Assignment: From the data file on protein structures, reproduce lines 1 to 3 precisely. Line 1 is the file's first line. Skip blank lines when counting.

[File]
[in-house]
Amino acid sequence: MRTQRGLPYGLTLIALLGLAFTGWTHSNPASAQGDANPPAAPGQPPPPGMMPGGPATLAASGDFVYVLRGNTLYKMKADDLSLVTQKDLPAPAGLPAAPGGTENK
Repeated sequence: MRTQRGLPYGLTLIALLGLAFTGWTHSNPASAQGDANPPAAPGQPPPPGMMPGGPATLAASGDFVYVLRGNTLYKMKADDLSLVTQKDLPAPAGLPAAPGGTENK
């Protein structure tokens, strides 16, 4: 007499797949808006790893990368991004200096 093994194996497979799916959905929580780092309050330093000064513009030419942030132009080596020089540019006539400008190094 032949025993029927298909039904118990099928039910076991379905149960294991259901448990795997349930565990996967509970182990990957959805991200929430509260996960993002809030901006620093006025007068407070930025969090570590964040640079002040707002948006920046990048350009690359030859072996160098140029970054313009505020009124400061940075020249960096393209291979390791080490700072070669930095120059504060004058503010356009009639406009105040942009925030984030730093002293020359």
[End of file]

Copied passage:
[in-house]
Amino acid sequence: MRTQRGLPYGLTLIALLGLAFTGWTHSNPASAQGDANPPAAPGQPPPPGMMPGGPATLAASGDFVYVLRGNTLYKMKADDLSLVTQKDLPAPAGLPAAPGGTENK
Repeated sequence: MRTQRGLPYGLTLIALLGLAFTGWTHSNPASAQGDANPPAAPGQPPPPGMMPGGPATLAASGDFVYVLRGNTLYKMKADDLSLVTQKDLPAPAGLPAAPGGTENK